Over the years that this case is being tried before Judge OP Saini in the Patiala House Court Complex on the India Gate concourse, many things have emerged and yet the verdict is still to come. Now, we stand on the cusp of the verdict as Saini has summoned all the accused to be present before him today. In April 2011 for instance, the CBI revealed that the alleged cash transaction between DB Realty and Chennai-based Green House Promoters which is under probe in the 2G scam “might have a link” to the death of Sadiq Batcha, a close aide of arrested former telecom minister A Raja. “The cash transaction (between DB Realty and Greenhouse Promoters), instance of Batcha’s driver reportedly going missing and his (Batcha) suicide, might have a link,” the CBI said in the court of Special CBI Judge OP Saini while seeking extension of custody of Kusegaon Fruits and Vegetables director Rajiv Agarwal by three days. Batcha was managing director of Green House Promoters which the CBI and the Enforcement Directorate suspected to be a front for Raja. Agarwal was arrested for his alleged role in 2G spectrum allocation scam in transferring Rs 200 plus crore to Kalaignar TV through the bank accounts of Cineyug Films. The CBI had said that Agarwal was also linked with Green House Promoters in which Raja’s wife was one of the directors and he was required to be quizzed further regarding the cash transaction between DB Realty and Green House Promoters.
The quid pro quo was well established. Tamil Nadu’s first family was caught in a maelstrom when CBI charged Kanimozhi, DMK supremo M Karunanidhi’s 43-year-old daughter, of conspiring with former communications minister Raja (of DMK) to receive a bribe of Rs 200 crore from Mumbai-based DB Group in return for granting 2G spectrum and licence to DB’s Swan Telecom. This money was routed to DMK’s Kalaignar TV, the CBI stated in its second chargesheet. Kanimozhi along with Kalaignar TV CEO and co-promoter Sharad Kumar, Cineyug Films’ Karim Morani and DB Group’s Asif Balwa and Rajiv B Agarwal were named in the charge sheet for conspiracy and under the Prevention of Corruption Act. While Asif Balwa and Agarwal were arrested on March 29, Kanimozhi, Kumar and Morani were asked to appear before the special 2G scam court on May 6 the same year where they too were arrested. Subsequently all the accused got bail, but the case has festered without closure.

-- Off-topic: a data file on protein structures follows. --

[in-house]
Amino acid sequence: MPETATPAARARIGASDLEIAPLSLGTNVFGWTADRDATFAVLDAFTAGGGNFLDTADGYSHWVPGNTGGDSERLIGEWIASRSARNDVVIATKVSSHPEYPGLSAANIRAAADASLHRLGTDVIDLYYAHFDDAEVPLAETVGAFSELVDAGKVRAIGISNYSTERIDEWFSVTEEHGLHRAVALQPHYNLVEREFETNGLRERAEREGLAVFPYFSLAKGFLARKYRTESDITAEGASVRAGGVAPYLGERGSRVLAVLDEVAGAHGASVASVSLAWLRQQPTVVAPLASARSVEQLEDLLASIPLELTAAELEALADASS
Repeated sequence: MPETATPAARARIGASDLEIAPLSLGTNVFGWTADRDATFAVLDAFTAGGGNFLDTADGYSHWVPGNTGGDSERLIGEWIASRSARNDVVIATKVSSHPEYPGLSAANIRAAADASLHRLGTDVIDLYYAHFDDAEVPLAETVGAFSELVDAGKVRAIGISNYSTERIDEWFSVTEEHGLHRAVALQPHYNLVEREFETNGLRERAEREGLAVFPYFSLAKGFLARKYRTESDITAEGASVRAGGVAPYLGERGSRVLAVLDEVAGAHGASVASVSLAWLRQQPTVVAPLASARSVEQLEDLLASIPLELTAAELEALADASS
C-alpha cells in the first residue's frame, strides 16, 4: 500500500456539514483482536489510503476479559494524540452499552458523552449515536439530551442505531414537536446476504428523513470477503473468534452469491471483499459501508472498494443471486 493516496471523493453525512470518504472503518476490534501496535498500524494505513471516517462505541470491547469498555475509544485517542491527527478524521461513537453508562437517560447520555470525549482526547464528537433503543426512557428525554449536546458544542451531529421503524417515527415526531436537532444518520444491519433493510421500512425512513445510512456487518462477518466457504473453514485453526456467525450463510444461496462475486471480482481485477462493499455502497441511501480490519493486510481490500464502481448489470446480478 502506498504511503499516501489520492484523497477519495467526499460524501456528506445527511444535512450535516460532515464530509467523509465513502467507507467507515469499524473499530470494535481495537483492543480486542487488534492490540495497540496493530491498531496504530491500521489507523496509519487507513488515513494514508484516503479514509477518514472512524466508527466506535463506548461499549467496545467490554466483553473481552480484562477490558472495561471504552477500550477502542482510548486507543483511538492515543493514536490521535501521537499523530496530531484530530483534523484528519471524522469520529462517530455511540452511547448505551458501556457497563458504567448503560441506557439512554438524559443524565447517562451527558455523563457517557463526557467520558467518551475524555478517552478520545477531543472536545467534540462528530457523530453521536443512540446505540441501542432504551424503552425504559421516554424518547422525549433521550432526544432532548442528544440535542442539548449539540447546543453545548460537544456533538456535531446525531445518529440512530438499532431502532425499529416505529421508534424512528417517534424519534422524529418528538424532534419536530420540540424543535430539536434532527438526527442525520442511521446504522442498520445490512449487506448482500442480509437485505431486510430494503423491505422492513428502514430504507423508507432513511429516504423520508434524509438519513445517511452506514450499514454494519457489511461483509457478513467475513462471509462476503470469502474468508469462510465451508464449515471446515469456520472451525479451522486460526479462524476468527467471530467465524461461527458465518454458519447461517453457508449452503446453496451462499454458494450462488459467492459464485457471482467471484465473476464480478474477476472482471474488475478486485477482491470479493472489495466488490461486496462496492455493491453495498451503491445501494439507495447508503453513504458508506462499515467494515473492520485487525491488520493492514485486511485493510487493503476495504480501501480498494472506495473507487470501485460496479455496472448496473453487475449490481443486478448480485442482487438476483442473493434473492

Batcha had the answer to most questions and his ghost now haunts the investigation, the alleged cover up of his death and the protracted court case. The Nation’s apex court has given its judgment nearly six years ago, now Saini has to give his. It is quixotic that his judgment follows what the SC has already done and dusted. The CBI special trial court now has to decide on who of the accused was guilty in this conspiracy to hotfoot spectrum and what the quantum of punishment should be in each case. Batcha remains the man with all the answers. But they went with him to his grave.